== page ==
Carlos Beruff: The truth about a public benefit to Manatee County residents from Long Bar Pointe

CommentaryAugust 4, 2013 

Long Bar Pointe master plan draft IMAGE PROVIDED


Much has been printed about the Long Bar Pointe project in recent weeks; most of which is inaccurate information at best, or alternatively, propaganda. Before ever sharing our concept plan with the public, there were reports of petitions exceeding 1,000 names. "How does this happen?" Process.

Under a Comprehensive ("Comp") Plan Amendment, applicants are required to perform a traffic study for the proposed change to the underlying future land use (in this case from Res-9 to MU).

These studies require a maximum intensity snapshot of the property under the proposed Future Land Use.

These numbers are not representative of what will be actually developed. The intensities in our study (number of residences, hotel rooms, retail square footage, boat slips, size of conference center, etc.) never have been what we plan to develop on the property, rather it's what's required under the existing county process. It is physically impossible to build these intensities on the Long Bar Pointe property.

A prime example is the misconception that we will develop a 300-dock marina for 100-foot yachts. This is not at all accurate. We're conceptually proposing an 80-slip boat basin with no fueling capacity that would be 100 percent open to the public.

Additionally, the depth of the channel we're proposing is only 5 feet. For those readers not familiar with boat drafts, this may permit boats up to 50-60 feet, not 100-foot yachts.

The central issue is the proposed Text Amendment to the Comp Plan. Currently, the Comp Plan specifically prohibits dredging a new channel that will impact sea grasses. Our proposed channel would be approximately 60 feet wide and 2,100 feet long in order to reach an existing channel in Sarasota Bay, or approximately 2.9 acres mathematically.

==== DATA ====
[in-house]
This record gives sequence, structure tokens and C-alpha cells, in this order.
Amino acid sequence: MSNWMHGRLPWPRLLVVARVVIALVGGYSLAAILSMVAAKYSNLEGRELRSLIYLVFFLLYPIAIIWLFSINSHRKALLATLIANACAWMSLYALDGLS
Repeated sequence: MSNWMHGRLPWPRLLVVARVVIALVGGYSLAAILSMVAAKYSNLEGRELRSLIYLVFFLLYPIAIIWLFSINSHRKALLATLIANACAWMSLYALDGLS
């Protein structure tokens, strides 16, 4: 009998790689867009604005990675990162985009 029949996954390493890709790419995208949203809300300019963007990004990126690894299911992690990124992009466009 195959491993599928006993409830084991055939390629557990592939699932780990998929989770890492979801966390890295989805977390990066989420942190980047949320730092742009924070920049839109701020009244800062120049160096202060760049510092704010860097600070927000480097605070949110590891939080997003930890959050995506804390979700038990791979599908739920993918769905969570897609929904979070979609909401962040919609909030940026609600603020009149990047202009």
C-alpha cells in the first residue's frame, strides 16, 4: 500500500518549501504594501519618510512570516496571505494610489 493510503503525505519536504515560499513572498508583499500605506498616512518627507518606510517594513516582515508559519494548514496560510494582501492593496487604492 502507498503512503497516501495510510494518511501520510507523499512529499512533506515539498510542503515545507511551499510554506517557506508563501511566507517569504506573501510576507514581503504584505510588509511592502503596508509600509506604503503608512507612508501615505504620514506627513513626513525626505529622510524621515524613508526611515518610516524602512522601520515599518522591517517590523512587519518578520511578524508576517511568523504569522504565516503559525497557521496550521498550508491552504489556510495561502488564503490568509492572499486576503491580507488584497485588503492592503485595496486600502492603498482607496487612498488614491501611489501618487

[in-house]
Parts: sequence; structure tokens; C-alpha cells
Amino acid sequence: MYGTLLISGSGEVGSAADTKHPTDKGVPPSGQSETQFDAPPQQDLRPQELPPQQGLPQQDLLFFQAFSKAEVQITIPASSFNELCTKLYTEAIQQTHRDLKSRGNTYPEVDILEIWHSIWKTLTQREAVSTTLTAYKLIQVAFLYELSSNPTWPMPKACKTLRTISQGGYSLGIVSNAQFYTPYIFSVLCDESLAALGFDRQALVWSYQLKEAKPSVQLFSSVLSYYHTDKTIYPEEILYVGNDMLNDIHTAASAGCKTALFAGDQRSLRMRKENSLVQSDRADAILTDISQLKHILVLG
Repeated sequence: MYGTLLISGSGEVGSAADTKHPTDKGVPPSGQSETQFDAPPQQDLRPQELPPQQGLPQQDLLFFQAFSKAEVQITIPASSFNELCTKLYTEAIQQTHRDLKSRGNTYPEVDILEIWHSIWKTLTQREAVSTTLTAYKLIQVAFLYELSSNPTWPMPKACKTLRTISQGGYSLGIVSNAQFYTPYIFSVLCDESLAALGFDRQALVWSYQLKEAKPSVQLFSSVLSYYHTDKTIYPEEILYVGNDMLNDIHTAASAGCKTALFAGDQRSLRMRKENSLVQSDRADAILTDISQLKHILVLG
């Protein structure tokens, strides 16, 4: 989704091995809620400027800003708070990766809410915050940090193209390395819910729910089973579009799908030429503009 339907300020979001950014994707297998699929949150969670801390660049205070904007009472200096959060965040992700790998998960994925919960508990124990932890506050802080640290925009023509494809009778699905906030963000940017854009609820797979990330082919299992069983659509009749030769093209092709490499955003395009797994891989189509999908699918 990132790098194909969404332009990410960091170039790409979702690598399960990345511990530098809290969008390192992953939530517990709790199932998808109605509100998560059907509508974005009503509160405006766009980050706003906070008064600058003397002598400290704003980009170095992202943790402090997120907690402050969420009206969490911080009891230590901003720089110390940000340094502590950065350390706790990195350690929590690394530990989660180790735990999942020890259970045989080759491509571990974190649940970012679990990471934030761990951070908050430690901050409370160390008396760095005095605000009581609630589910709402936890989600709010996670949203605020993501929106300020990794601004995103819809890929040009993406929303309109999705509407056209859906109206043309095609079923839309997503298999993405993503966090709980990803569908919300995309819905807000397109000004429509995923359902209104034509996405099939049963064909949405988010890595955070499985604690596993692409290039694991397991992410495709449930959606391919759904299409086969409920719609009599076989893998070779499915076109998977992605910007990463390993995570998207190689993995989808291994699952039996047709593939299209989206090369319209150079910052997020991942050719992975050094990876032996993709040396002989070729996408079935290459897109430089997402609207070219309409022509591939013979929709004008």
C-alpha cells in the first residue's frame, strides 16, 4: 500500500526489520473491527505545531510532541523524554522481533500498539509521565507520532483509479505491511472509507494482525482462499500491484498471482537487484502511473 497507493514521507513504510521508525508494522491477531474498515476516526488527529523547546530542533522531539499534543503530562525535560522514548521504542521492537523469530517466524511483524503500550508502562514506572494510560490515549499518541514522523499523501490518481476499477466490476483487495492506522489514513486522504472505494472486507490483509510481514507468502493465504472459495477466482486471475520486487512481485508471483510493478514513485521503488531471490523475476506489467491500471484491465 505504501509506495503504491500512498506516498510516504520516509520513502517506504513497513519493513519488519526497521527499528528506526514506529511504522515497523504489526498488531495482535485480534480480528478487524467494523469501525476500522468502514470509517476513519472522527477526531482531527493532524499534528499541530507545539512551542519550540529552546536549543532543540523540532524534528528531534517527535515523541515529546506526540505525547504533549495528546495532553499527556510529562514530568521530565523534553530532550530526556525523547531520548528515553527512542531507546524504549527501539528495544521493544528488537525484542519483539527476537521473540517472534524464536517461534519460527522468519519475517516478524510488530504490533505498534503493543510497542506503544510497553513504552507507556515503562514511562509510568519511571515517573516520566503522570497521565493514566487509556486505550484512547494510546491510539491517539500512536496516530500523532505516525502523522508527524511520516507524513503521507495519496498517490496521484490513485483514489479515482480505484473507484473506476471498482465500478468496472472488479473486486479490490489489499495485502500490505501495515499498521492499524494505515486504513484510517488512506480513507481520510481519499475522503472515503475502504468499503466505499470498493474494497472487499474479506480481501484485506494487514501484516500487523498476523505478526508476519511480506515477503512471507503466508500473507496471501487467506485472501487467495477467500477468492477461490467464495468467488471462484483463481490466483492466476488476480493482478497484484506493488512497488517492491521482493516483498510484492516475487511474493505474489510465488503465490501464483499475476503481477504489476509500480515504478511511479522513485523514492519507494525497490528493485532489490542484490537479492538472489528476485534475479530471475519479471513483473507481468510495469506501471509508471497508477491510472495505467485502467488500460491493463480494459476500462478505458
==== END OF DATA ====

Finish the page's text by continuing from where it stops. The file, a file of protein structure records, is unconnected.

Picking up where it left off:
We know the bay is home to many seagrass beds. What we don't know yet is how much of the 2.9-acre channel may impact sea grasses. In a worst case scenario it would be the entire 2.9 acres. However, it could be an acre or less.

"Why don't you know?" First, it's too early. Comp plans don't involve site or concept plans. Approval of a Comp Plan Amendment only permits the applicant to then develop a site plan to submit to the county for their review process through another, separate public hearing process.

We voluntarily chose to unveil our concept plan to graphically depict what we are proposing.

Secondly, because it's early, we haven't gotten into the level of detail required to map the proposed channel and effectively avoid seagrass beds wherever possible (the reason the real impact could be much less than 2.9 acres). Simply put, we don't have this level of specific detail yet because we're not at a site plan stage.

Please note that any environmental impacts to mangroves or seagrasses will require a mitigation plan approved, permitted and certified by six different federal and state agencies: Environmental Protection Agency, Army Corps of Engineers, Marine Fisheries, U.S. Fish and Wildlife, Florida Fish and Wildlife, and the Southwest Florida Water Management District.

Mitigation requirements would likely include mangrove replanting (we're preserving 90 percent of the existing mangroves), replanting seagrass impacts in existing prop scar areas in the bay, creation of a conservation easement over submerged lands we own as part of the property, etc.

Additionally, nearby properties discharge, and have for 100 years, storm water run-off directly into the bay. That means fertilizers, pesticides, cattle byproducts, etc., have been dumping directly into the bay, untreated, for the last century. We could propose to capture discharge from these properties and treat it prior to it polluting the bay. This could be a significant improvement to the water quality of the bay to be enjoyed by residents, visitors and the ecosystem itself.

If you've seen our plan and understand what is really being proposed, and you think what we're proposing is wrong for the county, the residents, the environment, etc., we respect that difference of opinion.

Our concern lies in those circulating misinformation that have never seen the plan or spoken with us about the realities of what we're trying to do.

At some point in the near future, Long Bar Pointe will be developed. The question residents and county commissioners alike will have to ask is: "Do we want to close off 2.5 miles of Sarasota Bay frontage forever with another private gated subdivision, or would we prefer a resort-style destination, complete with restaurants, ice cream parlors, etc. that would be open to the public?"

For more information, please visit

Carlos Beruff, is the founder and president of Medallion Home.

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